Getting the Windows to 2nd Story...

Discussion in 'Homesteading Questions' started by Mawna, Jun 30, 2005.

  1. Mawna

    Mawna Well-Known Member

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    We need some ideas please. We have just recently been able to purchase windows for our place. The ones that are worrying me are the 6'by4' ones we have to install in the second story. It's just me and the hubby to accomplish this so if anyone has any good tips on what to do or Not to do, we sure would appreciate it. Scaffling is kind-a out due to the ground below is so badly sloped, and if it slips we have a long way to roll to the bottom of the mountain. Not to mention I can't afford to replace the windows again.

    Appreciate any advice!!!
     
  2. Siryet

    Siryet In Remembrance

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    Throw a rope over the roof and pull the windows up and secure the rope when the windows are at the place they need to be to be installed. You can use a truck to pull the rope.

    Be careful and work slowly. once the window is at the necessary spot put the bottom on the framing and remove the rope and push the window into place.

    DISCLAIMER: I HAVE NEVER TRIED THIS BUT I AM GOING TO WHEN I REPLACE THE WINDOWS ON OUR SECOND FLOOR, SO TAKE THIS ADVICE FOR WHAT IT IS.
     

  3. Mawna

    Mawna Well-Known Member

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    welp that's kinda what I had in mind. But after reading this I walked out and took a look. MAN Alive are we gonna need several loooong ropes!!! We built it with a two level roof. The roof to the lofts and then the roof to the kitchen/dining area. I am so nervous about this task as I had to save long and hard just to get these windows. I'm sure you understand. I really appreciate your advice, I'm just gonna have to study on that idea alittle harder I reckon.
     
  4. Alex

    Alex Well-Known Member

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    Nancy and a builder, who was going to help me, told me to get scaffolding, when I wanted to put up a chimney. "No way," I said. Of course, because the builder would not come unless I put it up, and Nancy said if I want a new chimney, then get the builder's help, I then put up the scaffolding.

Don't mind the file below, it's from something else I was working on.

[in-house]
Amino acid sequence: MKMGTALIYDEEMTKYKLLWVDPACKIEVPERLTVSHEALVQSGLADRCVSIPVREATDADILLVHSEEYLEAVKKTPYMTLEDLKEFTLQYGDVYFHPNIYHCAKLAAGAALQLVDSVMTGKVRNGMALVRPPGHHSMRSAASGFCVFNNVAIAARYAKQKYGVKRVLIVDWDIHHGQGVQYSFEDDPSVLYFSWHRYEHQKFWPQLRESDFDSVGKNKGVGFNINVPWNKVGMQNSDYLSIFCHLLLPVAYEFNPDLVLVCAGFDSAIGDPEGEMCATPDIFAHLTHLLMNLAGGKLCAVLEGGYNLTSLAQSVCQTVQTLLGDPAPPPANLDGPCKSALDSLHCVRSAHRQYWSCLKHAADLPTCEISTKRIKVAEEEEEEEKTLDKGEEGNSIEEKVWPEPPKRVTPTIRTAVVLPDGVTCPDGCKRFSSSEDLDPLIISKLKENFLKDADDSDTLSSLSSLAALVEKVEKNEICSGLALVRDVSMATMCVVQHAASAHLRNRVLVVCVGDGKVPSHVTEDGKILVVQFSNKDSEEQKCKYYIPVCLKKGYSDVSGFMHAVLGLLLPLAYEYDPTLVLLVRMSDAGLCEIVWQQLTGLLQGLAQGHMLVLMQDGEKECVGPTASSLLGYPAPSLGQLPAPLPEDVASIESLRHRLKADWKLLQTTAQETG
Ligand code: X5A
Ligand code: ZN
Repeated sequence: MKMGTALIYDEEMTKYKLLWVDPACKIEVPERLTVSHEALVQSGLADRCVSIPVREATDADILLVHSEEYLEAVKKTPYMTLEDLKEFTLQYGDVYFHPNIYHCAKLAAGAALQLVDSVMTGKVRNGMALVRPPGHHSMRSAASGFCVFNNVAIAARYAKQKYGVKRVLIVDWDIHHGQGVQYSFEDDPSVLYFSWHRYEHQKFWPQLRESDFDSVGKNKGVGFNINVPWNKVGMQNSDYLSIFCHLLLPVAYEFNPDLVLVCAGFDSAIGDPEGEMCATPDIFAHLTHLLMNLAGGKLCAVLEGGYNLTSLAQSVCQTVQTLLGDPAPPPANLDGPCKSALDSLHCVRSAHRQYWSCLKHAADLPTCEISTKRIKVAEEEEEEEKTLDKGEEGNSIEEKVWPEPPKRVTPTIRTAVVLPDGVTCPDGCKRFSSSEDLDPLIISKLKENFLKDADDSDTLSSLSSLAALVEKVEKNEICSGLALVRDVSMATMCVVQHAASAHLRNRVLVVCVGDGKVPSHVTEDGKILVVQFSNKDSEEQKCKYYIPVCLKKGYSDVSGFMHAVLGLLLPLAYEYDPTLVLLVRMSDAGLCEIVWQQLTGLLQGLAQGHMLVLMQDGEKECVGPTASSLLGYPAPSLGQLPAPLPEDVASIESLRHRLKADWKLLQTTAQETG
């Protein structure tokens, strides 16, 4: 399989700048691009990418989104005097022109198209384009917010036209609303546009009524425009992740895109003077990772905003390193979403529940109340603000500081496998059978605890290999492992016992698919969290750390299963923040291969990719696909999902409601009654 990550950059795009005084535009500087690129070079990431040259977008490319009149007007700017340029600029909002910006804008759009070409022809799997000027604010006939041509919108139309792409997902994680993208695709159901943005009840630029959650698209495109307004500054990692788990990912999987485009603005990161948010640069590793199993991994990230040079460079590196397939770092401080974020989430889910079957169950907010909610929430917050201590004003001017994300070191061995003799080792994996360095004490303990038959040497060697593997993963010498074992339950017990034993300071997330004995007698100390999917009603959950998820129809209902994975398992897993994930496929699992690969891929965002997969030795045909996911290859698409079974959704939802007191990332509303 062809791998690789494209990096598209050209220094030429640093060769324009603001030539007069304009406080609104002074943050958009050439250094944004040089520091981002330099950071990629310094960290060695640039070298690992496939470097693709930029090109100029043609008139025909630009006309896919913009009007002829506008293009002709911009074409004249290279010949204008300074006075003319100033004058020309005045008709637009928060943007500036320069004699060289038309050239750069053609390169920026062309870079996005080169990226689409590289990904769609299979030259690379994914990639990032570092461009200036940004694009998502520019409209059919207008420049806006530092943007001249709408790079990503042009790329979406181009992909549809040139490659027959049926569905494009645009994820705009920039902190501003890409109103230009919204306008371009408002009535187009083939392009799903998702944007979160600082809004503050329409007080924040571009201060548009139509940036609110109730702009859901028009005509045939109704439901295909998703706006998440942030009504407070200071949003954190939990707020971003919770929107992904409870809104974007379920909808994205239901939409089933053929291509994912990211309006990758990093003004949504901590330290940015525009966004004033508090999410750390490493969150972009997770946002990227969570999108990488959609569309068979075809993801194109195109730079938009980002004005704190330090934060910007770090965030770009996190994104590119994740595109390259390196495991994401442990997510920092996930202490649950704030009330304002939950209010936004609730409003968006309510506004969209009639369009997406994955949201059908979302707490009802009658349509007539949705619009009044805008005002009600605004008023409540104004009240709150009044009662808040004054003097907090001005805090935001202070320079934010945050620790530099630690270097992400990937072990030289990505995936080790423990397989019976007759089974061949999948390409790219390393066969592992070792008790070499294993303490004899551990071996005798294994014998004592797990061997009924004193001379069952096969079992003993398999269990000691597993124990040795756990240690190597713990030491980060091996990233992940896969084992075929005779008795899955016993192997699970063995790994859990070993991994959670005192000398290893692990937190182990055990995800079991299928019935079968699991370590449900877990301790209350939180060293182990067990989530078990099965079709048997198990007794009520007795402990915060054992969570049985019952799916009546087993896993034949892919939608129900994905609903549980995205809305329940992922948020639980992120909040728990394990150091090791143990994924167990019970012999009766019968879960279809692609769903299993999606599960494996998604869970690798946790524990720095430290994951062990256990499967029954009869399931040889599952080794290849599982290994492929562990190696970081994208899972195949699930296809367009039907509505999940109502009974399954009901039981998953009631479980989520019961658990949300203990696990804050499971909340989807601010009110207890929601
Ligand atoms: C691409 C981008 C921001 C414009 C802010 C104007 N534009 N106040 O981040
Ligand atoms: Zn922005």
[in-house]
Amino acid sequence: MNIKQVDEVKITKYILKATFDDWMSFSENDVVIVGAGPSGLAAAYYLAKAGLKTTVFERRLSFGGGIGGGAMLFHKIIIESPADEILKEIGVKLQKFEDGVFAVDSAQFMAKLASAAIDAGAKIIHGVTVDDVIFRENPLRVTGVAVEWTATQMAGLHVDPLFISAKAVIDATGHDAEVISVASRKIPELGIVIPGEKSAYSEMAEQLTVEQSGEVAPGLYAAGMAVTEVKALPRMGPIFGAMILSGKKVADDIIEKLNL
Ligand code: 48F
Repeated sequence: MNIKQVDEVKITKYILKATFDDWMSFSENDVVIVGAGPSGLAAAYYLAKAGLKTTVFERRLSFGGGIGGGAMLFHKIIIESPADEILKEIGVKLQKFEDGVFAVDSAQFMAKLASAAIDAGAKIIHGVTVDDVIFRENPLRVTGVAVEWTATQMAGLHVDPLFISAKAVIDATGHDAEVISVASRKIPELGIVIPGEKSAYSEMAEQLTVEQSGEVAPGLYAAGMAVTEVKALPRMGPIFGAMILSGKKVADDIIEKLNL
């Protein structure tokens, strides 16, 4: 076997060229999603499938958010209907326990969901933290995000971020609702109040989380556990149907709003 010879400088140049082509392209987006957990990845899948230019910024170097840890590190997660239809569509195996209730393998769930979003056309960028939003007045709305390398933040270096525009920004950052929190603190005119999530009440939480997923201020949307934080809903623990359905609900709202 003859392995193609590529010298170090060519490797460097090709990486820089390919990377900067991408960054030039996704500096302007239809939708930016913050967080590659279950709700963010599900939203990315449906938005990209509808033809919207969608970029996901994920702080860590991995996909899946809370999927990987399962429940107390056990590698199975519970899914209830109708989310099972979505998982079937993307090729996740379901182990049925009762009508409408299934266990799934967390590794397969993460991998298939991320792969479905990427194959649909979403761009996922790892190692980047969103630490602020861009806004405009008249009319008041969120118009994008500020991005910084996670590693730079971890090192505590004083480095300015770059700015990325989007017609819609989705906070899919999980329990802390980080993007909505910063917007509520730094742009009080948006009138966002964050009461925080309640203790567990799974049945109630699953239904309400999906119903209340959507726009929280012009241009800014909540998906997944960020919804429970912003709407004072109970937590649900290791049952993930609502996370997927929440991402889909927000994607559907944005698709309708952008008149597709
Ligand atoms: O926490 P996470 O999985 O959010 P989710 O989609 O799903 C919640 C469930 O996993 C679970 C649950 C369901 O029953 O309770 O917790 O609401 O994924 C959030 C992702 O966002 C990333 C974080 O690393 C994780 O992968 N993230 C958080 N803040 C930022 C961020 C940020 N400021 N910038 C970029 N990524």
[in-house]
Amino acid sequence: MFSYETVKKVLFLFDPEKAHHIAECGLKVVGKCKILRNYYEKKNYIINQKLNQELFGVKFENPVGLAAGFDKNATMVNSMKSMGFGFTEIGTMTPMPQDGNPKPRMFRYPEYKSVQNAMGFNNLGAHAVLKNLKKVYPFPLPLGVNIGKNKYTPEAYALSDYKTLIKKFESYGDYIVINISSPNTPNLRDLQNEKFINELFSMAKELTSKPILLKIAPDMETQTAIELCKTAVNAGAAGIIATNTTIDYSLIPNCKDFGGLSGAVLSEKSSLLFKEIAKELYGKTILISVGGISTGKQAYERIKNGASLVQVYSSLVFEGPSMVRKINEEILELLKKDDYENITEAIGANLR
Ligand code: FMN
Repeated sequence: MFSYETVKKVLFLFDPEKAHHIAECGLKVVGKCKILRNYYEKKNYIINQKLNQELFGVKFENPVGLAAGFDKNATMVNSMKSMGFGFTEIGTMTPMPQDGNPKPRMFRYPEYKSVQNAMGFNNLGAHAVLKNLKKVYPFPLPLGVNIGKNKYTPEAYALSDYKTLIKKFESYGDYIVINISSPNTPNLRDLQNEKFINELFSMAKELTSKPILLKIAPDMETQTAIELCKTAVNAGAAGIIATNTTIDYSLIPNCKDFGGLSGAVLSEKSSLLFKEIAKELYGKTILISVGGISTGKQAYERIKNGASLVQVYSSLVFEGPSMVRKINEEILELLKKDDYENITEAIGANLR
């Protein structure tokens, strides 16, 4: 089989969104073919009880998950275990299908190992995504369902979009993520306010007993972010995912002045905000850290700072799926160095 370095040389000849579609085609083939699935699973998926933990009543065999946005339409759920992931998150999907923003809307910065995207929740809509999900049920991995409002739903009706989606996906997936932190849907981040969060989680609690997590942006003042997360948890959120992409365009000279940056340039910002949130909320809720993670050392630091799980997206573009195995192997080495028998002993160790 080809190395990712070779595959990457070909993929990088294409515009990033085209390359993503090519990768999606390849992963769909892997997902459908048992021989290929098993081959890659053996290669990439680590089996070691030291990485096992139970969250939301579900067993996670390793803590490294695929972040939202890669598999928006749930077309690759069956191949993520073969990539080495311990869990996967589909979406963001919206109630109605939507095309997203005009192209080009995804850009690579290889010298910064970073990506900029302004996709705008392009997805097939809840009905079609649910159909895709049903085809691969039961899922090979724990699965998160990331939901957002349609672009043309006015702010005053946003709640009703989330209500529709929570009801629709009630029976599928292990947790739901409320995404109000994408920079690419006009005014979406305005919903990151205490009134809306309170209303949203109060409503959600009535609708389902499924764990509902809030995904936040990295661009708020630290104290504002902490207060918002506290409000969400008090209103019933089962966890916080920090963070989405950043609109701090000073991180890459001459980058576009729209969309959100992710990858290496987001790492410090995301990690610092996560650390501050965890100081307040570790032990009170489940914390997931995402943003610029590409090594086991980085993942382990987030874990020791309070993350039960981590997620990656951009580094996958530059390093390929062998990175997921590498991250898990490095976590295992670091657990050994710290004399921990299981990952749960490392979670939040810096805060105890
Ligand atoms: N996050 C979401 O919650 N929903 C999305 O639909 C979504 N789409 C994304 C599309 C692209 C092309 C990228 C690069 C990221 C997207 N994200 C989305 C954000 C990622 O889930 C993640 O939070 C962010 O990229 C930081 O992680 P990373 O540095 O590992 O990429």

Best thing I ever did, hardly cost me anything, did it myself. You can level out the bottom, no matter what. I say do it right and don't get hurt -- what good is that?

    Enjoy your new windows and be safe,

    Alex
     
  5. Gary in ohio

    Gary in ohio Well-Known Member Supporter

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    Any rental shops near buy. I rented a towable cherry picker and use it. I wasm able to use it on slopped yard.
     
  6. moopups

    moopups In Remembrance

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    We have allways installed windows from the inside, carry them up the stairs, insert them through the rough opening diagionally and with enought hands present simply put them in place while reaching through the hole. Use a ladder or whatever to add the trim or paint, ect.
     
  7. Alex

    Alex Well-Known Member

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    If inside will work, sure, good idea. Last one I put in was the french door from our second floor to our back deck, so no problems. I worked out on the deck. I could have done it from inside, now that I think about it.

    You're right, moo.

    Alex
     
  8. ed/IL

    ed/IL Well-Known Member

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    Do your 1st floor windows first. Do the smaller 2nd floor windows next. Your skill level will improve with every window. Might need an extra hand or two for the large windows.
     
  9. Wildcrofthollow

    Wildcrofthollow Well-Known Member

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    Block and Tackle.

    I lifted a picture window to the second floor with 2 blocks on one side and 2 blocks on the other. the window was 10' x 6'. It was big and heavy and unwieldy. Other than that the method was pretty much the one described by Siryet.